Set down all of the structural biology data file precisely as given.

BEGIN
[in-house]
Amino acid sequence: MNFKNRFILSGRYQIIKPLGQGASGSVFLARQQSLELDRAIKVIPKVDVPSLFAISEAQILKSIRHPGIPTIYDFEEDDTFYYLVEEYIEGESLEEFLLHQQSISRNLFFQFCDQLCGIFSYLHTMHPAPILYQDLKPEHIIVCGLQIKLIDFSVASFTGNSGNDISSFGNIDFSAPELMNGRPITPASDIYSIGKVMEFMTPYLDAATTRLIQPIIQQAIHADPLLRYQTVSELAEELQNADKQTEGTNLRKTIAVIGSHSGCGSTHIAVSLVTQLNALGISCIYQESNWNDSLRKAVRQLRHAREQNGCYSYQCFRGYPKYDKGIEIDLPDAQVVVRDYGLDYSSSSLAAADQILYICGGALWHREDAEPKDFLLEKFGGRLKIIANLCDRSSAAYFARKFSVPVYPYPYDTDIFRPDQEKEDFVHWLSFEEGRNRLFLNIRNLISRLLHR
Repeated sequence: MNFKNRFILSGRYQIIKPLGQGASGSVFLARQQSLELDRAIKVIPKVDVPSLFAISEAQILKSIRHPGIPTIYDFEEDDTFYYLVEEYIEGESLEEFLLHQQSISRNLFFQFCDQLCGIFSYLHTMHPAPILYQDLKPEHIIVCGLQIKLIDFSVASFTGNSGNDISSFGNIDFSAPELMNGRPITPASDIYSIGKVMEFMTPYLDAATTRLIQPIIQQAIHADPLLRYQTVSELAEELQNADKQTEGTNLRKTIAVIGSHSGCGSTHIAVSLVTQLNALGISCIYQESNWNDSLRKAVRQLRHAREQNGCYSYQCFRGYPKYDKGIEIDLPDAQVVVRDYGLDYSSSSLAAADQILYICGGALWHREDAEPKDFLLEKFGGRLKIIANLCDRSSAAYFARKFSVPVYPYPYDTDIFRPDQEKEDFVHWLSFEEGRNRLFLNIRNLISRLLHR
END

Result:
[in-house]
Amino acid sequence: MNFKNRFILSGRYQIIKPLGQGASGSVFLARQQSLELDRAIKVIPKVDVPSLFAISEAQILKSIRHPGIPTIYDFEEDDTFYYLVEEYIEGESLEEFLLHQQSISRNLFFQFCDQLCGIFSYLHTMHPAPILYQDLKPEHIIVCGLQIKLIDFSVASFTGNSGNDISSFGNIDFSAPELMNGRPITPASDIYSIGKVMEFMTPYLDAATTRLIQPIIQQAIHADPLLRYQTVSELAEELQNADKQTEGTNLRKTIAVIGSHSGCGSTHIAVSLVTQLNALGISCIYQESNWNDSLRKAVRQLRHAREQNGCYSYQCFRGYPKYDKGIEIDLPDAQVVVRDYGLDYSSSSLAAADQILYICGGALWHREDAEPKDFLLEKFGGRLKIIANLCDRSSAAYFARKFSVPVYPYPYDTDIFRPDQEKEDFVHWLSFEEGRNRLFLNIRNLISRLLHR
Repeated sequence: MNFKNRFILSGRYQIIKPLGQGASGSVFLARQQSLELDRAIKVIPKVDVPSLFAISEAQILKSIRHPGIPTIYDFEEDDTFYYLVEEYIEGESLEEFLLHQQSISRNLFFQFCDQLCGIFSYLHTMHPAPILYQDLKPEHIIVCGLQIKLIDFSVASFTGNSGNDISSFGNIDFSAPELMNGRPITPASDIYSIGKVMEFMTPYLDAATTRLIQPIIQQAIHADPLLRYQTVSELAEELQNADKQTEGTNLRKTIAVIGSHSGCGSTHIAVSLVTQLNALGISCIYQESNWNDSLRKAVRQLRHAREQNGCYSYQCFRGYPKYDKGIEIDLPDAQVVVRDYGLDYSSSSLAAADQILYICGGALWHREDAEPKDFLLEKFGGRLKIIANLCDRSSAAYFARKFSVPVYPYPYDTDIFRPDQEKEDFVHWLSFEEGRNRLFLNIRNLISRLLHR